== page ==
Clinical Course and Factors Associated with Remission in Pemphigus Vulgaris Patients in Puerto Rico

Cristina N. Brau-Javier, Jorge L. Sánchez, Luz Figueroa, Elena Nogales, Nicole Rochet


Objective: To describe and identify those factors associated with remission on pemphigus vulgaris (PV) patients in Puerto Rico. Methods: This retrospective cohort study evaluated PV patients followed at the University Puerto Rico (UPR) Bullous Diseases Clinic during the 2000-2010 period. Patients included in the study had clinical and pathologic findings consistent with PV and had a disease duration of at least 3 years. Variables including gender, date of birth, time of disease onset, and date of first partial or complete remission were collected from the medical chart for each study participant. The primary outcome was to determine the number of patients who achieved partial or complete remission. Other secondary outcomes were to identify if partial/complete remission were associated to gender, disease duration, and age at onset of disease. Results: Among 35 patients included in this study, 6 (17%) achieved complete remission and 28 (80%) achieved partial remission. A statistically significant association was found between duration of disease and remission, predicting a 52% probability of remission after ten years of disease duration. Age at onset of disease showed a trend association with remission, although it was not statistically significant. Gender was not associated with remission. Conclusion: These findings provide insights into the clinical course of PV and can be of value in the management and care of this patient population.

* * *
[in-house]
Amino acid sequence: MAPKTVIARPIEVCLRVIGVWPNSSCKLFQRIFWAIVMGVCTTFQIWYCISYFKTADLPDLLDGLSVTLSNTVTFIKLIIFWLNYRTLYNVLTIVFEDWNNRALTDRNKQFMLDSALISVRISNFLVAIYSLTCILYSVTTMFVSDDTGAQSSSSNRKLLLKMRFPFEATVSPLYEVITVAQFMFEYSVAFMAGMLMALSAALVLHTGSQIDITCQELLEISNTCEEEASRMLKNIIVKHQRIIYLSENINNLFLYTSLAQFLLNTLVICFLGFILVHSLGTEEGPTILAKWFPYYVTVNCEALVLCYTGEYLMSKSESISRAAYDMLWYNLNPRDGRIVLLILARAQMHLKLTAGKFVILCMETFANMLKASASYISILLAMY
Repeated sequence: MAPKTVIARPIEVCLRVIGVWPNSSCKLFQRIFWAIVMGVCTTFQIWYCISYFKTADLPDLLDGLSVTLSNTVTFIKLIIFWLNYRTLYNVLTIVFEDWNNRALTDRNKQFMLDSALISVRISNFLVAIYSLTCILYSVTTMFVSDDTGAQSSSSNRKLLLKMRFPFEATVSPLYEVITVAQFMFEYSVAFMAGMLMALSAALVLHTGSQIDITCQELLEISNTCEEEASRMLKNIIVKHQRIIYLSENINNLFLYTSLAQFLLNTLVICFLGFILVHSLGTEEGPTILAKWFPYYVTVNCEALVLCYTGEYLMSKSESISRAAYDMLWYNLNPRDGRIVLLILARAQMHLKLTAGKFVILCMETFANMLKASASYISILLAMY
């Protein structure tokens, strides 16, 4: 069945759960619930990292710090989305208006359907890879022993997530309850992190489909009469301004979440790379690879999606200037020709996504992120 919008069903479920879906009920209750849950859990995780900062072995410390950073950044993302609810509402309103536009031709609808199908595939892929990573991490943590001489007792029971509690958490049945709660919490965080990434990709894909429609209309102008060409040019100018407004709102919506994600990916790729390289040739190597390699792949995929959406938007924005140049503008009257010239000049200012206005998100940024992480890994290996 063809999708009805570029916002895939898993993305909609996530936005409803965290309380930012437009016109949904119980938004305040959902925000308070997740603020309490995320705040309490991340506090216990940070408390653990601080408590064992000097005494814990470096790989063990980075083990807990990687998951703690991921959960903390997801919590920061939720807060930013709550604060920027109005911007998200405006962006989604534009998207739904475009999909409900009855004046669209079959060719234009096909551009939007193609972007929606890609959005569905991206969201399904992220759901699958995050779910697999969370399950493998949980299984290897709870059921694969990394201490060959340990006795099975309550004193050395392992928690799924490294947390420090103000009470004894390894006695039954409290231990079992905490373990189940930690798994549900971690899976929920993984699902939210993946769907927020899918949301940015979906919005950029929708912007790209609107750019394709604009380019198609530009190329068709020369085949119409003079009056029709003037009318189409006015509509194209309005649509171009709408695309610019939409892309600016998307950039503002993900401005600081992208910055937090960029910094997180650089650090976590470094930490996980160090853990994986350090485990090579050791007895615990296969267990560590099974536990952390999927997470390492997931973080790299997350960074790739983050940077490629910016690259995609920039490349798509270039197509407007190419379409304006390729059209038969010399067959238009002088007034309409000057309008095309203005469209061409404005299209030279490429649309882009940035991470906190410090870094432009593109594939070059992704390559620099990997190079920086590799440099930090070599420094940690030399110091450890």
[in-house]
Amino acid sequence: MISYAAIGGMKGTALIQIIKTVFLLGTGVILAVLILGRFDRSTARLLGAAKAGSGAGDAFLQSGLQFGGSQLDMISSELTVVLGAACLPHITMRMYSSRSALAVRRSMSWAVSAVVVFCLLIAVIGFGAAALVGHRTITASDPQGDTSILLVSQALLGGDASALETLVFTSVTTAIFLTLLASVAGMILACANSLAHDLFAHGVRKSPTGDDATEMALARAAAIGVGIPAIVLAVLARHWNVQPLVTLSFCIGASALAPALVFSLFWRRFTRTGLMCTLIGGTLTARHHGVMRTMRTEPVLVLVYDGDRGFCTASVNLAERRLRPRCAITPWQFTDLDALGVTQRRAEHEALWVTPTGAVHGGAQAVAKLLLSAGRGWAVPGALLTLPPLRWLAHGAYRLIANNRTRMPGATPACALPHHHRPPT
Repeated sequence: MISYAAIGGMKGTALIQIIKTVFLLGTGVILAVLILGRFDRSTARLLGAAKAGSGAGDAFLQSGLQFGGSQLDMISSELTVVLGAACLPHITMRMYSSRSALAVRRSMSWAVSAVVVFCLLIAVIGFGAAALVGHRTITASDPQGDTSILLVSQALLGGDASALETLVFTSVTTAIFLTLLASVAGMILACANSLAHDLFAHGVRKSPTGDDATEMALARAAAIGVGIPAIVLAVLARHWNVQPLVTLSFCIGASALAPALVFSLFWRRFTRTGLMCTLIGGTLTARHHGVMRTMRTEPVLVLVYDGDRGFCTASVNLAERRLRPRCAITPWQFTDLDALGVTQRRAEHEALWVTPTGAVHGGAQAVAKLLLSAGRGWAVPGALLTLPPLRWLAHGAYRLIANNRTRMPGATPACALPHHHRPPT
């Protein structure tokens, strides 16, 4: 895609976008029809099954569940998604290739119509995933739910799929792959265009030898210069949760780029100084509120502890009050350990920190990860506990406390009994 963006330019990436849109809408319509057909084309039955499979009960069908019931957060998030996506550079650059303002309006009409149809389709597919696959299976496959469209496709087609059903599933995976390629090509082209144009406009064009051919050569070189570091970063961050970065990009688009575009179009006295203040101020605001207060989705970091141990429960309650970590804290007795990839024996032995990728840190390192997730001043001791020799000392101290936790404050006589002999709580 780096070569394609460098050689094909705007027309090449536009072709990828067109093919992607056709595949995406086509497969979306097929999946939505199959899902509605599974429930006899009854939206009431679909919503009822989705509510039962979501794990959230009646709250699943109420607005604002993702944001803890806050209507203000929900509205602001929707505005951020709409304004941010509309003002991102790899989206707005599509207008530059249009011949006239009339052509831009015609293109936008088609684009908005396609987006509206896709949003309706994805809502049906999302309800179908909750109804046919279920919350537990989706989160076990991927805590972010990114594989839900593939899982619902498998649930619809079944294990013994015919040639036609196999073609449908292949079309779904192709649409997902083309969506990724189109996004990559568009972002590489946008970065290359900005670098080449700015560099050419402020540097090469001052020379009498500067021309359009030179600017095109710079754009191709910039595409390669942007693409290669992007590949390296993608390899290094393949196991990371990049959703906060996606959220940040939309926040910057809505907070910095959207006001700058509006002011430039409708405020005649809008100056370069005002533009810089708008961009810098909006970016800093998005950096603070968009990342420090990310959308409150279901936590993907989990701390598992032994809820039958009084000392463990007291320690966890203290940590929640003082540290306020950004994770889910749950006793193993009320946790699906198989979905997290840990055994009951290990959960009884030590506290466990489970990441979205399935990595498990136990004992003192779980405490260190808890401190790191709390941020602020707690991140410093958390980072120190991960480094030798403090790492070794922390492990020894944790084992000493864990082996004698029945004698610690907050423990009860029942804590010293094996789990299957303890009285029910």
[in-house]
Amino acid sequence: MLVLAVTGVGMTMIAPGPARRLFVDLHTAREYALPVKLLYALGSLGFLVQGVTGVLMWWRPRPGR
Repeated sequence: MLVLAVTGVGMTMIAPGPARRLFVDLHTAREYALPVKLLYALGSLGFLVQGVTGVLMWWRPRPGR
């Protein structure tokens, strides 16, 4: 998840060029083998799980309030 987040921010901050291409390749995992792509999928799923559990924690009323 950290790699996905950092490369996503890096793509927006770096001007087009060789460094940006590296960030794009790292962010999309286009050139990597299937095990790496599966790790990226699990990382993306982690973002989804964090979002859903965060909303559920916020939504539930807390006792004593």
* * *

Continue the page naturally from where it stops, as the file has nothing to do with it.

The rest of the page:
pemphigus vulgaris, remission,

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